Amsterdam, 12 September 2019 – A new form of the plastic soup has been discovered on the coast of the Atlantic island of Madeira. Plastic crusts are growing on the rocks in the intertidal zone. These crusts are blue or white in color. In contrast to other washed-up plastic, that in principle can be removed during cleanups, this plastic cannot be dislodged. The phenomenon is called plasticrust (plastic crust). Read here the article in Science of the Total Environment.
The black volcanic rocks of Madeira become very hot under the sun, and it appears that plastic particles left behind at low tide have melted and stuck. These particles become attached to the substrate and to each other. These are polyethylene (PE) crusts. Polyethylene is the most common type of plastic and is often used in packaging. These plastic deposits can now be found on ten percent of the rocks that are not immersed at low tide. In 2016, the phenomenon was first noticed by Ignacio Gestoso, a researcher at the Marine and Environment Sciences Center (MARE). Back then it was observed at only one location. Over the past three years, Gestoso has seen a significant increase in the amount of plasticrust. This is an indicator of the increasing pollution in the sea around Madeira.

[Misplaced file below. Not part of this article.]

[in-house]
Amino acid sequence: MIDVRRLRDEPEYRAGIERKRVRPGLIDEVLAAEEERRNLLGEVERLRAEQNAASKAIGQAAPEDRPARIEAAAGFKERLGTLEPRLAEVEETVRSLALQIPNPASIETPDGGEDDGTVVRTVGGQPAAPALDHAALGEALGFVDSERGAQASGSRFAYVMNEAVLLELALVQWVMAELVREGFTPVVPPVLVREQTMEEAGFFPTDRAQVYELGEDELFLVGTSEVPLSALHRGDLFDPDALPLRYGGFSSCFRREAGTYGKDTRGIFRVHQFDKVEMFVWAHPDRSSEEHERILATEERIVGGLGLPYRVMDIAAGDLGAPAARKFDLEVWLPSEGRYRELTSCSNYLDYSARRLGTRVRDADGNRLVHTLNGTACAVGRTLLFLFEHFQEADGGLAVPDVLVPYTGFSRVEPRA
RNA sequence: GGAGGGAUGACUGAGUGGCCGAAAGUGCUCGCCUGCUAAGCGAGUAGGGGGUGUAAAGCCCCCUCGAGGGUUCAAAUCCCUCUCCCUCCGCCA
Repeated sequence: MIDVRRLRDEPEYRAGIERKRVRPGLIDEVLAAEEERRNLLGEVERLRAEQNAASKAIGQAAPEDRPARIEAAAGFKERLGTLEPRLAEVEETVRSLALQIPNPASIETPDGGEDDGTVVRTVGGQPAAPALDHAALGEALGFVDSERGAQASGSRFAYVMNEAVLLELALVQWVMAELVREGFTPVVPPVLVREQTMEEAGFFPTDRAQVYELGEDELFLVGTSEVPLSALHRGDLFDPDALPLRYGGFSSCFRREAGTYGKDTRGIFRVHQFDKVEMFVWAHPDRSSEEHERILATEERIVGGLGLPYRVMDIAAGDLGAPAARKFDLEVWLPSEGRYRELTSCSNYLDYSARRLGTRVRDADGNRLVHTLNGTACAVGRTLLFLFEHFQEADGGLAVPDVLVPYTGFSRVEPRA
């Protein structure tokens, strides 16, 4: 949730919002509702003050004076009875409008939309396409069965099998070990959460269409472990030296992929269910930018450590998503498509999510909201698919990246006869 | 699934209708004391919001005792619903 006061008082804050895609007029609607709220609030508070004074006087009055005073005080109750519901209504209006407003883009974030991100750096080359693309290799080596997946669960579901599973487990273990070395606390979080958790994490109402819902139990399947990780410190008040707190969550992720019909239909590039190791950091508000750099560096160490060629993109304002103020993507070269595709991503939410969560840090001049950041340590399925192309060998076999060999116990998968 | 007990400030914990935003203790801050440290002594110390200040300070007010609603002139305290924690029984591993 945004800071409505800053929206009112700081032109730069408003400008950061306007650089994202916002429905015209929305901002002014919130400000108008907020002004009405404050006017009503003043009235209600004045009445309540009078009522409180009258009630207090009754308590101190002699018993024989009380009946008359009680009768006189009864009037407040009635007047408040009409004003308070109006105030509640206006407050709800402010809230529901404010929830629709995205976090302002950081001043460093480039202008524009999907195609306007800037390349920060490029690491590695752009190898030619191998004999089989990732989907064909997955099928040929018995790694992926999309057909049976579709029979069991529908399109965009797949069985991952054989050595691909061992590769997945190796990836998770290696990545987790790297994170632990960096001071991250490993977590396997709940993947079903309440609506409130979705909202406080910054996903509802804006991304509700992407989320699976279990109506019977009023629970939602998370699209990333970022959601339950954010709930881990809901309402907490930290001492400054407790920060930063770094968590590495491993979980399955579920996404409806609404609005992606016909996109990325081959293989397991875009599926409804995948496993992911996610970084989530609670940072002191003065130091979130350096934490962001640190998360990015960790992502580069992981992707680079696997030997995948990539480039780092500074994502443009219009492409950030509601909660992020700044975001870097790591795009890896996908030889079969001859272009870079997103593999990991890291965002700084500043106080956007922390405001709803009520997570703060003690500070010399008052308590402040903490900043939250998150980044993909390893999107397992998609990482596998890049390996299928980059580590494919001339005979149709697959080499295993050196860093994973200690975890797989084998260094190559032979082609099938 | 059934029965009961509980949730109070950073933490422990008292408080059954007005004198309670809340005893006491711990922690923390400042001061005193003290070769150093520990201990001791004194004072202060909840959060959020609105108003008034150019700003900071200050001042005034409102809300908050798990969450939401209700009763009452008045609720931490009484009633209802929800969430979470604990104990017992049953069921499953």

Impact on marine life?
The periwinkle (Littorina littorea) lives off algae which grows on the rocks. These sea snails are found on both the rocks and the plasticrusts. Researchers therefore suspect that the periwinkle is also eating the plastic. Perhaps this also applies to other organisms, in which case it is a new way that plastic particles can enter the marine food chain. And there is another problem: expansion of the plastic crusts reduces the area of natural algal crusts, which provide food to marine organisms.
Plastiglomerate and pyroplastics
Plasticrust is a kind of plastic sediment and apparently the conditions are favorable for it in Madeira. It is reminiscent of a geological process. However, plasticrust is not comparable with plastiglomerate (molten plastic that has been mixed with other material such as coral and stones) or pyroplastics (molten plastic that has been shaped during a long period at sea). Those are caused by people burning plastic, not by melting plastic washed up by the sea.
Photo: Ignacio Gestoso